AMA claims it wants to delay ICD-10 implementation 2 years

By Carl Natale
10:02 AM

The American Medical Association (AMA) says it wants the ICD-10 implementation date delayed to Oct. 1, 2015.

Executive vice president and CEO James Madara has sent a letter (48K PDF download) to the acting administrator for the Centers for Medicare and Medicaid Services (CMS), Marilyn Tavenner that asks for the delay and a few other things. Things such as:

  • A cost-benefit analysis of the administrative and financial impact of ICD-10 implementation.
  • A search for an alternative to the ICD-10 code set.
  • If no alternative is found, then they want ICD-10 implementation postponed indefinitely.
  • A reduction of burden imposed by "multiple health IT programs."

This seems to be a more simple, direct version of the Medical Group Management Association (MGMA) strategy to kill ICD-10 implementation. The AMA isn't even pretending to like it.

When explaining the need to find an alternative, Madara writes "While a number of other countries have implemented ICD-10, they have done so with a modified version of the code set and often with substantial government support. "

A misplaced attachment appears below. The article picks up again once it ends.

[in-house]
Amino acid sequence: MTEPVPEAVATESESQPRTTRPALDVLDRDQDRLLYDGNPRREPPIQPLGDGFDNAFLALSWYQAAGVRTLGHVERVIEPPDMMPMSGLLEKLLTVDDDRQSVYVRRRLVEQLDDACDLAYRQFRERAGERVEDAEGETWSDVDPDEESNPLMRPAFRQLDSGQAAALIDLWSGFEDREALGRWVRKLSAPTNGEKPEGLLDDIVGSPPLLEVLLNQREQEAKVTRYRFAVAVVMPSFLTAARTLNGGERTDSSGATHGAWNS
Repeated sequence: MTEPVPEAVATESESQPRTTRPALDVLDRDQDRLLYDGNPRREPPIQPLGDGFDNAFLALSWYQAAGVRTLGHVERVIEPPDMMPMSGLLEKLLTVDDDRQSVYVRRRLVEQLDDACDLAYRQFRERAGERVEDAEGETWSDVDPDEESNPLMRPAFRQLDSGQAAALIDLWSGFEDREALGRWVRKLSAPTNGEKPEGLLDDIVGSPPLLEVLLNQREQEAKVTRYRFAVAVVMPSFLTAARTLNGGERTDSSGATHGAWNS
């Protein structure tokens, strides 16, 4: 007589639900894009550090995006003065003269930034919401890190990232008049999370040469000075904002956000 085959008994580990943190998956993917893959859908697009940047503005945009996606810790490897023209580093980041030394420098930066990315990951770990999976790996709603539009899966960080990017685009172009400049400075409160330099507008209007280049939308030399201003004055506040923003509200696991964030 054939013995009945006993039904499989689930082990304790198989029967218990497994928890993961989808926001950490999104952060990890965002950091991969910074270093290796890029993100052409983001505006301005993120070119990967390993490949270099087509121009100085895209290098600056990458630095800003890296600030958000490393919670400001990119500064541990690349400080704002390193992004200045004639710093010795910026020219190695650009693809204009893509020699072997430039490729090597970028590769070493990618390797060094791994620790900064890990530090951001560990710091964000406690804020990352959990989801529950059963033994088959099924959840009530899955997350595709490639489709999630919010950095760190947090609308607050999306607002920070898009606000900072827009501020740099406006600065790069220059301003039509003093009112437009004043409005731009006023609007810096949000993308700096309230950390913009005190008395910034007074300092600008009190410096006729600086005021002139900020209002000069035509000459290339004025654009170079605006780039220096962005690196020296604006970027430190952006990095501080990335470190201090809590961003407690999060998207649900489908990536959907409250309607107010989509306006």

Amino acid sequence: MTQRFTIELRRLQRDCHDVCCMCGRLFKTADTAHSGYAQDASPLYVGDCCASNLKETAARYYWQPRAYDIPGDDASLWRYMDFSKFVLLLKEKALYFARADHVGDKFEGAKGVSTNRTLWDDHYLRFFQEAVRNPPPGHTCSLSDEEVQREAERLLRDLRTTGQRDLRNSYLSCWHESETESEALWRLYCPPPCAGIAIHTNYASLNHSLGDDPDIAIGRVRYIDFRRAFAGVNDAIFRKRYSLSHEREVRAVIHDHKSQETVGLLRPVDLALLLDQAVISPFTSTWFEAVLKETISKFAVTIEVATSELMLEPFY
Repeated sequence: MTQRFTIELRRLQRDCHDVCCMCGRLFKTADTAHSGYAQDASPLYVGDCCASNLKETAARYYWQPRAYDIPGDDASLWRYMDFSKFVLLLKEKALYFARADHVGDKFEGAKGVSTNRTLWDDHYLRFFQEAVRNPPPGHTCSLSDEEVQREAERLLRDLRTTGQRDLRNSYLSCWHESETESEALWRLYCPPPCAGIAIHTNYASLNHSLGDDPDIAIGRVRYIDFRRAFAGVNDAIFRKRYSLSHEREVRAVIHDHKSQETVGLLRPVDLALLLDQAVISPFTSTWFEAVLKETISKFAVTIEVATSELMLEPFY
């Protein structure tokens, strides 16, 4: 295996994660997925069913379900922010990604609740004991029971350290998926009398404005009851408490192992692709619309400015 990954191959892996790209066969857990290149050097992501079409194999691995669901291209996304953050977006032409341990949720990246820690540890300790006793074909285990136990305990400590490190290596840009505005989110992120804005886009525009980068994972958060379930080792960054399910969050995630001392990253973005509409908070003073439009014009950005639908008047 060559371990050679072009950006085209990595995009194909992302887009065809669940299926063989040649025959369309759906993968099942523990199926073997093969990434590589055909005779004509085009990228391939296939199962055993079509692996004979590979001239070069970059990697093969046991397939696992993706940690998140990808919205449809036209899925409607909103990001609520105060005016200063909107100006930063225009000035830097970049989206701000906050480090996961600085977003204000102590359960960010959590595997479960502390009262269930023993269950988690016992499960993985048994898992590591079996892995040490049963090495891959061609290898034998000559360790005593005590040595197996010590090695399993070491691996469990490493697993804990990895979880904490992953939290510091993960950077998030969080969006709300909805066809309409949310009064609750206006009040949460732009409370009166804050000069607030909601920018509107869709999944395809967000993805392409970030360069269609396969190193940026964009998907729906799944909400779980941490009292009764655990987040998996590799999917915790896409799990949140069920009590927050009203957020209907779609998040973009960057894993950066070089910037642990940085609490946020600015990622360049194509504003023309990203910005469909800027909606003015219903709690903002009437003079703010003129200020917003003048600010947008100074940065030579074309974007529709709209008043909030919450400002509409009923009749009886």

Am I missing something? Isn't ICD-10-CM a modified version of the code set? And that's why Madaras is able to complain about the 68,000 diagnosis codes that will create such a massive administrative and financial burden.

Also, there is a sentence so important that Madara marked it in bold:

"If stakeholders cannot reach consensus on this matter during this two-year delay period, then the move to ICD-10 should be postponed indefinitely."

This is confusing to me. Because if CMS spends two years searching for a better alternative and doesn't find one, the AMA conclusion is that we should forget about ICD-10 implementation. Other people may interpret the lack of alternative as a sign that's the best we have and we should run with it.

And if stakeholders (regulators, physicians, healthcare information technology professionals, medical coders, administrators, politicians) do reach consensus on an alternative, how in the heck is the CMS going to justify ICD-10 implementation?

I guess it's possible that stakeholder consensus could conclude that ICD-10-CM/PCS is the best solution. But in the modern political environment, consensus is an extinct creature.

I get the administrative and financial burden complaints. This isn't going to be easy. I've spent a lot of time this past year writing about how hard it's going to be. And the proposed rule has drawn comments from people identifying themselves as physicians who spend too much time on coding as it is. So they're not going to be happy with ICD-10-CM/PCS or any alternative in 2015.

It makes me wonder what would make them happy or move them toward consensus. Maybe they're reaching for meaningful use type incentives or lessening of other burdens.

Carl Natale blogs regularly at